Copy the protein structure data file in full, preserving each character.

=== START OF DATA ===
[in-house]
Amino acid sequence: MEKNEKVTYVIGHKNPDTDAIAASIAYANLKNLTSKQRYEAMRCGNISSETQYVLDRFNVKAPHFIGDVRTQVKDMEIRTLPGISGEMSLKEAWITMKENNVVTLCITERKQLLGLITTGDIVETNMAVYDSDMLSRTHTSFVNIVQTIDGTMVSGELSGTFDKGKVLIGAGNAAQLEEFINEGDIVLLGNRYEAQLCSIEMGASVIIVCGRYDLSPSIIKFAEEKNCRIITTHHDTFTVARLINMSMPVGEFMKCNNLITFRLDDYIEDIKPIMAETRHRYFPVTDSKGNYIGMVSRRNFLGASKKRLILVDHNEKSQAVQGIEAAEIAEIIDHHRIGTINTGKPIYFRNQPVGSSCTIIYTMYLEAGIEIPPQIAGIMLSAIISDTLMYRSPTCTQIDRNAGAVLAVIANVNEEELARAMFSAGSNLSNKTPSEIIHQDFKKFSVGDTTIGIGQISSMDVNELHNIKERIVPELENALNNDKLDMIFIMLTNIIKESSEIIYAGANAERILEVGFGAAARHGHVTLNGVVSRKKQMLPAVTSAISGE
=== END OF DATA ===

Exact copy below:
[in-house]
Amino acid sequence: MEKNEKVTYVIGHKNPDTDAIAASIAYANLKNLTSKQRYEAMRCGNISSETQYVLDRFNVKAPHFIGDVRTQVKDMEIRTLPGISGEMSLKEAWITMKENNVVTLCITERKQLLGLITTGDIVETNMAVYDSDMLSRTHTSFVNIVQTIDGTMVSGELSGTFDKGKVLIGAGNAAQLEEFINEGDIVLLGNRYEAQLCSIEMGASVIIVCGRYDLSPSIIKFAEEKNCRIITTHHDTFTVARLINMSMPVGEFMKCNNLITFRLDDYIEDIKPIMAETRHRYFPVTDSKGNYIGMVSRRNFLGASKKRLILVDHNEKSQAVQGIEAAEIAEIIDHHRIGTINTGKPIYFRNQPVGSSCTIIYTMYLEAGIEIPPQIAGIMLSAIISDTLMYRSPTCTQIDRNAGAVLAVIANVNEEELARAMFSAGSNLSNKTPSEIIHQDFKKFSVGDTTIGIGQISSMDVNELHNIKERIVPELENALNNDKLDMIFIMLTNIIKESSEIIYAGANAERILEVGFGAAARHGHVTLNGVVSRKKQMLPAVTSAISGE